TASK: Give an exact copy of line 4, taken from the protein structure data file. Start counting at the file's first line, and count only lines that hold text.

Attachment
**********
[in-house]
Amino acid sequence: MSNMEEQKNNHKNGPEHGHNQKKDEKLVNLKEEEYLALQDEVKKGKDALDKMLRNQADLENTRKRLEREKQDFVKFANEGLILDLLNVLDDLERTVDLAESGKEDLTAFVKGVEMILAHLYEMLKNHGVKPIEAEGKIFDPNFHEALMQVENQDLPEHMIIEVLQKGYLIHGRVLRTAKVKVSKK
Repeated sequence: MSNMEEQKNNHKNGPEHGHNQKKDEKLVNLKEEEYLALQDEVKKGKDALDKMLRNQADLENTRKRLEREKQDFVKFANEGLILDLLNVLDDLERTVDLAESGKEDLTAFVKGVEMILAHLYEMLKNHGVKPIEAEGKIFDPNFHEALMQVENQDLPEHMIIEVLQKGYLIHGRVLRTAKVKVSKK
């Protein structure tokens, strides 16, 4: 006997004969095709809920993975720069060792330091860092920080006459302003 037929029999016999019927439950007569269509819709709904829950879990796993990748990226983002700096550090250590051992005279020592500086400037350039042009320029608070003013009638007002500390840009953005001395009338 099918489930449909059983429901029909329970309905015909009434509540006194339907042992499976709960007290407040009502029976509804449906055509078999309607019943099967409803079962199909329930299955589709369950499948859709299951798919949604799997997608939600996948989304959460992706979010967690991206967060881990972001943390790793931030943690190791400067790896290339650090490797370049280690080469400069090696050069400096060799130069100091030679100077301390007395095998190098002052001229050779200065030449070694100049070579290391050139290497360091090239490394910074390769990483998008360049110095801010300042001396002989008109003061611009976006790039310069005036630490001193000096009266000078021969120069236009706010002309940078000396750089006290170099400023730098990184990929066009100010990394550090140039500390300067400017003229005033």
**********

């Protein structure tokens, strides 16, 4: 006997004969095709809920993975720069060792330091860092920080006459302003 037929029999016999019927439950007569269509819709709904829950879990796993990748990226983002700096550090250590051992005279020592500086400037350039042009320029608070003013009638007002500390840009953005001395009338 099918489930449909059983429901029909329970309905015909009434509540006194339907042992499976709960007290407040009502029976509804449906055509078999309607019943099967409803079962199909329930299955589709369950499948859709299951798919949604799997997608939600996948989304959460992706979010967690991206967060881990972001943390790793931030943690190791400067790896290339650090490797370049280690080469400069090696050069400096060799130069100091030679100077301390007395095998190098002052001229050779200065030449070694100049070579290391050139290497360091090239490394910074390769990483998008360049110095801010300042001396002989008109003061611009976006790039310069005036630490001193000096009266000078021969120069236009706010002309940078000396750089006290170099400023730098990184990929066009100010990394550090140039500390300067400017003229005033």